Former US Secretary of State Mike Pompeo has claimed that Washington’s timely intervention was instrumental in preventing a nuclear war between archrivals Pakistan and India in 2019.
In his recently published memoir “Never Give an Inch,” Washington’s former top diplomat revealed that the two neighbors were on the verge of a nuclear clash after an Indian airstrike inside Pakistan’s territory, following the killing of 41 soldiers in an attack by militants in India-administered Jammu and Kashmir in Feb. 2019.
In response to the airstrike, Pakistan shot down an Indian fighter plane and captured its pilot.
“I do not think the world properly knows just how close the India-Pakistan rivalry came to spilling over into a nuclear conflagration in February 2019,” Pompeo pegged in the memoir about his time as secretary of state and CIA director under former President Donald Trump.
Pompeo stated that he was in Hanoi, Vietnam, for the US-North Korea Summit on Feb. 27-28, 2019, when he was awakened to speak with his then-Indian counterpart Sushma Swaraj, who informed him that Islamabad was preparing for a nuclear attack in response to the air strike and that New Delhi was preparing a counter-attack.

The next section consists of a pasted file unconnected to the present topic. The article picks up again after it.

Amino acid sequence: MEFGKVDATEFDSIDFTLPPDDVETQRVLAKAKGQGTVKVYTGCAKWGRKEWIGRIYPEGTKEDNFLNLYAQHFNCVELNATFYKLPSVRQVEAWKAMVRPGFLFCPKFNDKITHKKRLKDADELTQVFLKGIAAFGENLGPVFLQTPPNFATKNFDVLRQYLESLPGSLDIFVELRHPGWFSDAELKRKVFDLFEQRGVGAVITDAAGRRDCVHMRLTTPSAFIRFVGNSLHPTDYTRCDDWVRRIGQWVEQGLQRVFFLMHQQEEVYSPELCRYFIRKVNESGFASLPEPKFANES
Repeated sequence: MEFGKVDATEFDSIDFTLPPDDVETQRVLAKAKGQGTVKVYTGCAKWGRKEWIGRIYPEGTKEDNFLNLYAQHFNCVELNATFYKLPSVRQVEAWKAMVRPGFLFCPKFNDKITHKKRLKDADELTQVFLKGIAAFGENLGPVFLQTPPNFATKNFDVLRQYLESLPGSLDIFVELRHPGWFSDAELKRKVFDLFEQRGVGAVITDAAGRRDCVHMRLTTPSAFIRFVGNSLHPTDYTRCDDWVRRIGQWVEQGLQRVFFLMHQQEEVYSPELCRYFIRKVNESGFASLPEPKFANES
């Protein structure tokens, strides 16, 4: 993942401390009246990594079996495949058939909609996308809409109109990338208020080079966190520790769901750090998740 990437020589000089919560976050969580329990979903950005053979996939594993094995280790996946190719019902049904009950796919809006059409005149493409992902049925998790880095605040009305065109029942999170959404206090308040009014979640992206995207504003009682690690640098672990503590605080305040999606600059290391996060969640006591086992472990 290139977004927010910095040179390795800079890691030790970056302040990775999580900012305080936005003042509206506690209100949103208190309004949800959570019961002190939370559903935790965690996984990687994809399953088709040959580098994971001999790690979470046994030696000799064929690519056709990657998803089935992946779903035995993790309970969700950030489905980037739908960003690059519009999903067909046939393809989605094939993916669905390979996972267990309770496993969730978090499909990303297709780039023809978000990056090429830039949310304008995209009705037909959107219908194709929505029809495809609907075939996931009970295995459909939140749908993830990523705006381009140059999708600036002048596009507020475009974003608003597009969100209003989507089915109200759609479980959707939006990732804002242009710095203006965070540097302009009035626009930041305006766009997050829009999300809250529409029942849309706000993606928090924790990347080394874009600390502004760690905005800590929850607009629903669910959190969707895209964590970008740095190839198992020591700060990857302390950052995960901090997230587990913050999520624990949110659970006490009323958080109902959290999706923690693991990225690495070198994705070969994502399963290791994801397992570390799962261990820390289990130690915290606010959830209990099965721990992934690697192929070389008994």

“My team worked overnight with both New Delhi and Islamabad to avert this crisis,” he asserted.
“I will never forget the night I was in Hanoi when – as if negotiating with the North Koreans on nuclear weapons wasn’t enough – India and Pakistan started threatening each other in connection with a decades-long dispute over the northern border region of Kashmir,” he added.
Pompeo stated that he immediately began working with then-national security adviser John Bolton, who was also in Hanoi with him and spoke to “the actual leader of Pakistan,” then-army chief General Qamar Javed Bajwa.
“As one might expect, he believed the Indians were preparing their nuclear weapons for deployment. It took us a few hours – and remarkably good work by our teams on the ground in New Delhi and Islamabad – to convince each side that the other was not preparing for nuclear war,” he added.
“No other nation could have done what we did that night to avoid a horrible outcome. As with all diplomacy, the people working the problem set matter a great deal, at least in the short run,” he said.
Pakistan and India are two of only a few countries with nuclear weapons.
In 1974, India became the first country in the region to acquire nuclear weapons, encouraging Islamabad to follow suit. In the 1980s, when it was an ally of the US in the first Afghan war against the collapsing Soviet Union, Pakistan quietly developed its own nuclear capacity.
According to the Stockholm International Peace Research Institute, India currently possesses between 80 and 100 nuclear warheads, while Pakistan holds between 90 and 110.
Meanwhile, a number of international think tanks anticipate Islamabad’s nuclear stockpile would surpass 200 nuclear weapons within the next five years.